Maybe I was just running around a shitty group of people but it really made me sad.  It made me remember when I ran the New York City Marathon, yes also organized by NYRR, back in 2006.  I was going through the Queensboro Bridge and there was a blind man running near me.  The bridge was dark so it became a little difficult for runners to see other people, especially if you weren’t running near the sides.  Without saying a word, a whole group of runners created a protective circle around this man, making sure that the darkness and other runner’s inability to see as clearly would not impact his race or make him unsafe.  It was one of the most beautiful things I have ever seen and really made me proud of my community.  In that moment, it was like everyone was running the race together and our achievement was entirely dependent on the achievements of those around us.  At the Brooklyn Half this year, it was everyone for themselves.

Maybe part of the reason for this was that in an effort to, I don’t know, make more money, NYRR allowed way too many people to run the Half.  There were over 25,000 people that ran the race this year, meaning that for a lot of us, we were completely jammed up for the first 8 miles.  When you have a race of that size, you simply sacrifice some of the other things:  in my opinion the enjoyment, but certainly the speed.  (And don’t even get me started on the fact that they gave us half-filled dixie cups of water at the end of the race rather than full bottles.)

I just think that what NYRR is helping to usher in is a complete change in the attitude that surrounds running and that is decidedly not cool.  I don’t know.  I run races because it’s fun, it’s nice to have a goal and it helps me place my running squarely within an equally motivated and supportive group of people.  That feeling is gone from NYRR races and so I am bidding them a not-so-fond farewell, taking my $20 stopwatch and keeping my fingers crossed that those pushers, those cut off-ers, and those cup non-crushers don’t follow me.

An Open Letter to New York Road Runners

2 Apr

I wrote this letter last week after a discussion about race fees with two of my running friends at the bar in which I work.  One of those running friends, it just so happens, is also a blogging friend  — Grilled PB&J — and has also written a letter which can be read here.  For a little reference for those of you who don’t run, or who run and don’t race, or who run and race and don’t live in New York, the entry fee for the NYC Marathon this year is something like 240 bucks.  When I registered to run in 2006 it was decidedly not $240.  It was under $200…and I think under $150.  The details aren’t important really.  Just read the damn letter.

To Whom It May Concern:

I am a person who needs time alone, time outside, and time outside alone.  In this city that can be hard to come by.  Luckily for me, I am a runner who lives close to Prospect Park.  Upwards of six days a week I lace up my running shoes, forgo my headphones, and run a mile, mostly uphill, to lope around the park.  Most days, I don’t take my running too seriously.  It’s just something I do to work off some of my extra energy, to get some much-needed space from the honking of cars and the buzzing of my cell phone.  It’s a pleasure and a passion but not a conscious pursuit.  By virtue of sheer repetition, I have gotten faster.  I’ve watched my mile times drop, first by seconds then by minutes, over the years.  I’ve arrived back home, red-faced and proud because I clocked a time that only a year before I never would have thought possible.  And all of this is for me, because I love to run.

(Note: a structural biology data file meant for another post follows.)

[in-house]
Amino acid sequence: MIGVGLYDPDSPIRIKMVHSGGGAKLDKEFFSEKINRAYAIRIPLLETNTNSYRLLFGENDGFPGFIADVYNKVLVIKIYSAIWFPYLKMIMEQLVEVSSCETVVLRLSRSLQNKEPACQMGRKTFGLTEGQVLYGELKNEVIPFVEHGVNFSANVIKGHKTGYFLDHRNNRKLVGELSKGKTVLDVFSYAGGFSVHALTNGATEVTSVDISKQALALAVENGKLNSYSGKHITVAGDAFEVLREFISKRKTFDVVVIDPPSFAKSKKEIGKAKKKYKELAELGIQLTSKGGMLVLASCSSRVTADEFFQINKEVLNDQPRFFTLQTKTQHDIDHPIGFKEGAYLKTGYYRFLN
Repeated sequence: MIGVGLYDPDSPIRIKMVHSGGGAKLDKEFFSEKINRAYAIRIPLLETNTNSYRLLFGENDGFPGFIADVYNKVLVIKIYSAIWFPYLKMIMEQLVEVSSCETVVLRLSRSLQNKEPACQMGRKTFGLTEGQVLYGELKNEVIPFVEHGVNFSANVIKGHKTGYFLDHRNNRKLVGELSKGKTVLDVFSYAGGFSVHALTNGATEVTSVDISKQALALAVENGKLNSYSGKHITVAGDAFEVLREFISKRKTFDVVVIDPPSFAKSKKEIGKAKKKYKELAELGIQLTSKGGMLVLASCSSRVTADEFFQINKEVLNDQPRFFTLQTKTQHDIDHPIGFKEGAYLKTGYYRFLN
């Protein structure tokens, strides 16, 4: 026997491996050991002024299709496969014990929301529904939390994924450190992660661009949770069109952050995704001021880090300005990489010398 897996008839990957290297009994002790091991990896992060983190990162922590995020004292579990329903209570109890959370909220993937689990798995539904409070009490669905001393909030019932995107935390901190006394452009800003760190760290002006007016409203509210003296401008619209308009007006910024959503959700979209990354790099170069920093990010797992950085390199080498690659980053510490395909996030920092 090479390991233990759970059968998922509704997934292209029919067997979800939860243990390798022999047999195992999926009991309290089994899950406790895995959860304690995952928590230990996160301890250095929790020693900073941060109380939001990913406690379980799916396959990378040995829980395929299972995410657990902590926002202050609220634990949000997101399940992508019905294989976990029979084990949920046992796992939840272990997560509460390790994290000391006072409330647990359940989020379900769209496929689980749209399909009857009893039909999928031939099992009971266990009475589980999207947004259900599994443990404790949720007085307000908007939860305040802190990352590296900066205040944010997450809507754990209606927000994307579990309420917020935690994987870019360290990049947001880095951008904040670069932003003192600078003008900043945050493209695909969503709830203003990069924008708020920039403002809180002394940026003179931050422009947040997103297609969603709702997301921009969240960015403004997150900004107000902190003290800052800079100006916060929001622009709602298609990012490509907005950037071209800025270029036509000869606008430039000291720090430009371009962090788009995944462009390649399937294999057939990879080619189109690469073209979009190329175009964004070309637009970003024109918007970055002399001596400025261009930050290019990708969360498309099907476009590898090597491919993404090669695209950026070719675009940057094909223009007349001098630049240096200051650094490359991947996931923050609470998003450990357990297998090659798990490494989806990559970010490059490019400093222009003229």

In your Mission Statement it says, “it is our goal to give everyone on the planet both a reason to run and the means and opportunity to keep running and never stop.”  I must say that is a very respectable goal especially since the reason a lot of people start running in the first place, the reason I did anyway, is that it is a cheap sport.  All you need, really, is a pair of shoes and some old gym clothes and you’re on your way.  Of course you can always buy other, more fashionable and high-tech things:  GPS watches, quick dry clothing, training books.  I must admit, as a four-season outdoor runner, I have a rather extensive running wardrobe.  But the essentials, a pair of shoes and some open space, are accessible to most people.

I’m not quite sure how to proceed to the point here so let me tell you a story.  I have this friend, let’s call her Sammy.  Sammy is a very talented, very motivated runner.  She has a full-time job but somehow, by utilizing her lunch break, she manages to run 100-plus mile weeks.  She’s been working hard for a long time in hopes of making waves, in hopes of getting someone to notice her talent.  The thing is, she needs to run races to get noticed and the races, well, they’re too expensive.  She’s a unique girl with the same old story:  endless promise but crushing student loans, high tax rates, New York rent.  Her ticket out of her situation might very well be running.  The thing is, that for a sport so cheap the barrier to entry is just too high.  And she’s just one of many.  We might all not have the potential to win a race, but we certainly should have the opportunity to try and run one.  We gritted our teeth as you raised the price of the New York City Marathon, over and over again.  We understood when you said the costs of permits were increasing.  But, we ask, why are the prices of races in the park escalating as well?  I guess what I’m saying is that if you want to give everyone the “means and opportunity to keep running and never stop” then you need to reassess what you mean by everyone because right now, you are leaving a lot of us behind.